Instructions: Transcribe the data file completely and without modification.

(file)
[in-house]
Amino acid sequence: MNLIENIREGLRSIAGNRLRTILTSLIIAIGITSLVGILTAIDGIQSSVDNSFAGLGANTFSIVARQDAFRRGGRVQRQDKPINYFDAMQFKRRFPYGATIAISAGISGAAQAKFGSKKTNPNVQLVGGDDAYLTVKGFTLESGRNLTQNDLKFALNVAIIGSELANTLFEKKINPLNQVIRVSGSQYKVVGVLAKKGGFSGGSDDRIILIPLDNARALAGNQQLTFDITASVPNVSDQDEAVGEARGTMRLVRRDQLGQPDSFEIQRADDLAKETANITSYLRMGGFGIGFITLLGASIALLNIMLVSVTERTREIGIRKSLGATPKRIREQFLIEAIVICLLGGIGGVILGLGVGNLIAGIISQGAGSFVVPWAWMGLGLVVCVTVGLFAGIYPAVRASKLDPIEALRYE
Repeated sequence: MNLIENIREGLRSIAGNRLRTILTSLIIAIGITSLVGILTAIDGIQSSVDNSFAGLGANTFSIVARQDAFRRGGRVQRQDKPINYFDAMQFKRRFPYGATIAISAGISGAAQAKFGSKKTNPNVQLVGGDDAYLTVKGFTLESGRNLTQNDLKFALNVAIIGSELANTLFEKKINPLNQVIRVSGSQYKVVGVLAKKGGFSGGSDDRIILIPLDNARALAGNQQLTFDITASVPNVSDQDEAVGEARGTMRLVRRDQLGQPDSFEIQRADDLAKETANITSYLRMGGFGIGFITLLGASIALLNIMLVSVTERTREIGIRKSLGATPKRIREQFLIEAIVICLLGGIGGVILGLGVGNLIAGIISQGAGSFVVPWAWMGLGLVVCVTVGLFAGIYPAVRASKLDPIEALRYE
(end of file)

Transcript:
[in-house]
Amino acid sequence: MNLIENIREGLRSIAGNRLRTILTSLIIAIGITSLVGILTAIDGIQSSVDNSFAGLGANTFSIVARQDAFRRGGRVQRQDKPINYFDAMQFKRRFPYGATIAISAGISGAAQAKFGSKKTNPNVQLVGGDDAYLTVKGFTLESGRNLTQNDLKFALNVAIIGSELANTLFEKKINPLNQVIRVSGSQYKVVGVLAKKGGFSGGSDDRIILIPLDNARALAGNQQLTFDITASVPNVSDQDEAVGEARGTMRLVRRDQLGQPDSFEIQRADDLAKETANITSYLRMGGFGIGFITLLGASIALLNIMLVSVTERTREIGIRKSLGATPKRIREQFLIEAIVICLLGGIGGVILGLGVGNLIAGIISQGAGSFVVPWAWMGLGLVVCVTVGLFAGIYPAVRASKLDPIEALRYE
Repeated sequence: MNLIENIREGLRSIAGNRLRTILTSLIIAIGITSLVGILTAIDGIQSSVDNSFAGLGANTFSIVARQDAFRRGGRVQRQDKPINYFDAMQFKRRFPYGATIAISAGISGAAQAKFGSKKTNPNVQLVGGDDAYLTVKGFTLESGRNLTQNDLKFALNVAIIGSELANTLFEKKINPLNQVIRVSGSQYKVVGVLAKKGGFSGGSDDRIILIPLDNARALAGNQQLTFDITASVPNVSDQDEAVGEARGTMRLVRRDQLGQPDSFEIQRADDLAKETANITSYLRMGGFGIGFITLLGASIALLNIMLVSVTERTREIGIRKSLGATPKRIREQFLIEAIVICLLGGIGGVILGLGVGNLIAGIISQGAGSFVVPWAWMGLGLVVCVTVGLFAGIYPAVRASKLDPIEALRYE